3 Entrepreneurial Skills You Won’t Learn From Forbes

Not  content with teaching entrepreneurial lessons from everyday events, Forbes also wants to tell us about places where one cannot learn entrepreneurial skills. The obvious target is business schools. Any article you write that puts down formal college education (dropout and start a company already) or business schools (seriously? don’t you know you can’t start a company with spreadsheets?) is about garnering millions of page views. And the audience is only more than willing.

(Side bar: I went to business school. Proud to be a Haas Berkeley MBA. I did not do that for starting a company. Most who admit to having an MBA quickly add, “don’t hate me for it”. That is just shameful.)

This time Forbes wants to tell us about 3 entrepreneurial skills you won’t learn business schools. Let us look at  their logic

1. Business Schools won’t teach you – How to Code

Gasp! What a waste of tuition and opportunity cost of two years! All those GMAT, essays, two years of beer nights and $100K tuition and yet they don’t teach you coding.  For one thing you know there are only tech startups and another coding is not a hireable skill.

If one goes to business school to learn coding one’s reasoning and decision making need to be seriously questioned. Besides why the obsession with looking at everything through the lens of an App? There are other businesses you know? One of my classmates started a T-shirt company (MarineLayer) and another started a Cereals company (MojaMix) – while still at Haas. I am pretty sure both did not come to business school to learn  how to code or coded for their startup.

The point is not about giving two examples as proof. A business is not about writing code, making t-shirts or mixing cereals – it is about finding a customer segment with unmet need, offering them a compelling value proposition, doing it better than competition and getting your fair share of value you created for them.

2. Business Schools won’t teach you – How to Sell

Go to LinkedIn now and search all those sales professionals and see how many have MBA. See if there is bimodality in the data based on their level – fewer MBAs among frontline sales people  and a higher concentration of MBA among sales executives. (Note: I am not saying MBA is the causation for moving up in sales career, merely pointing out possible bimodality in data.)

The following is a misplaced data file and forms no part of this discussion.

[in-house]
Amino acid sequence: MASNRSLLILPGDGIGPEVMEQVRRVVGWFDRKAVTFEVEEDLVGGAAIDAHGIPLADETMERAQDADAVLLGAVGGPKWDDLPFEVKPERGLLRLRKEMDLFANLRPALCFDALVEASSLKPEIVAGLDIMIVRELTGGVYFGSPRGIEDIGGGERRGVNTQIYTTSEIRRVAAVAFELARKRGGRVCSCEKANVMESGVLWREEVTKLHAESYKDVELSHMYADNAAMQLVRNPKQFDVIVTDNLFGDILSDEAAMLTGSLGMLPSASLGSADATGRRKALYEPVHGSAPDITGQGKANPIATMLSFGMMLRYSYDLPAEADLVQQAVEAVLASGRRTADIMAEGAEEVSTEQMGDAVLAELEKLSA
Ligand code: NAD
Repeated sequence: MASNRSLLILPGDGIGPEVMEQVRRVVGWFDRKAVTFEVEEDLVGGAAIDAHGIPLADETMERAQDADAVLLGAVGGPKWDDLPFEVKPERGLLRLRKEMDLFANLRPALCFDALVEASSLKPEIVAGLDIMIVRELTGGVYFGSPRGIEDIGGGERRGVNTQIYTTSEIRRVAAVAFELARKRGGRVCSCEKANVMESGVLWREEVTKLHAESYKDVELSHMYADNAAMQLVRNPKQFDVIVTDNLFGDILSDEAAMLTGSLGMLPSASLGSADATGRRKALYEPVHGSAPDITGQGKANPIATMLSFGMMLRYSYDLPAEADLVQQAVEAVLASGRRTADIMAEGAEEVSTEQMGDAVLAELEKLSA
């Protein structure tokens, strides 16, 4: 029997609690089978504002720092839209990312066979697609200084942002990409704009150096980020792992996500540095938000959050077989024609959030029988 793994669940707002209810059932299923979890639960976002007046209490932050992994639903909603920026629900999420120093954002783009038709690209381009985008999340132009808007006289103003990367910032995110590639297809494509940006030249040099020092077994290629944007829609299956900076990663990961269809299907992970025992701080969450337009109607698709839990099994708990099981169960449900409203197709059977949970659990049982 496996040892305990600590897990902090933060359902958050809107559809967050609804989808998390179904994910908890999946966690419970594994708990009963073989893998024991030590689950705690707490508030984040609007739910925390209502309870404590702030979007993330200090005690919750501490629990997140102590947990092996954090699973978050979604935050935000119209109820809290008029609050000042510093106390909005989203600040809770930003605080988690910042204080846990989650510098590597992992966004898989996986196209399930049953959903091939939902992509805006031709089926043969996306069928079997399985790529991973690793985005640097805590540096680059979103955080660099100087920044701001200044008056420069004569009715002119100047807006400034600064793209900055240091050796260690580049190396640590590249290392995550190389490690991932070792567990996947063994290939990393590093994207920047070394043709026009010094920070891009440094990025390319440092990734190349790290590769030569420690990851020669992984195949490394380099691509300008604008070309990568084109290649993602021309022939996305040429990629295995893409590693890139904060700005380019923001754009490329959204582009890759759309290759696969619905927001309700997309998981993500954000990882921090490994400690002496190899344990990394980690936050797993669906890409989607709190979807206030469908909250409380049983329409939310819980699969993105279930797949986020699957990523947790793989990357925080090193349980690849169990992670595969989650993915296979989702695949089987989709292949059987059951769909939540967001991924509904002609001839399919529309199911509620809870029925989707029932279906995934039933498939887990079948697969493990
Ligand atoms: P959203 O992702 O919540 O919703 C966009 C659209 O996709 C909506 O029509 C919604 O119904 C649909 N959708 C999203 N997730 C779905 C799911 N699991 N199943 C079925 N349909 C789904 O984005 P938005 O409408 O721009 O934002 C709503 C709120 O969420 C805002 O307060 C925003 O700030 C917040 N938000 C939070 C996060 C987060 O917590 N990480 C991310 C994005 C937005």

Business schools don’t tell you they teach you how to sell. They can only teach you about sales process, sales structures, sales enablement, sales incentives and how to hire the right people. If your startup has a product (you know the one customers want to pay for) then shouldn’t you be hiring sales people?

If you want to learn how to cold call and how to close you might be better off going to one of those real estate workshops.

3. Business Schools won’t teach you – How to Hire

Now this is just a ridiculous claim based on the fact there are no courses titled

MBA-301 How to hire rockstar python coders

What is hiring? It is a strategic investment decision, especially for a startup with limited resources. (For a big enterprise a single hire may not matter much.)

You take stock of your venture, see what key skills are needed for it to be better everyday than the previous day, prioritize those skills based on the return on investment, hire  people who bring those skills and add more value than they take away. In other words it is a resource optimization problem under constraints. And you learn about decision making, opportunity costs, resource optimization and organizational behavior in business schools. All you need to do is apply that in your hiring process.

On the flip side, when you find a person you absolutely want to have on your team, you have to make a compelling and credible case with them on why it is more value for them to be with your venture than outside of it. That involves marketing, selective targeting, positioning and value communication. Once again these are other skills that you learn but need to apply in the context of hiring.

If you went to business school to learn wrong skills, should you be starting a business at all?

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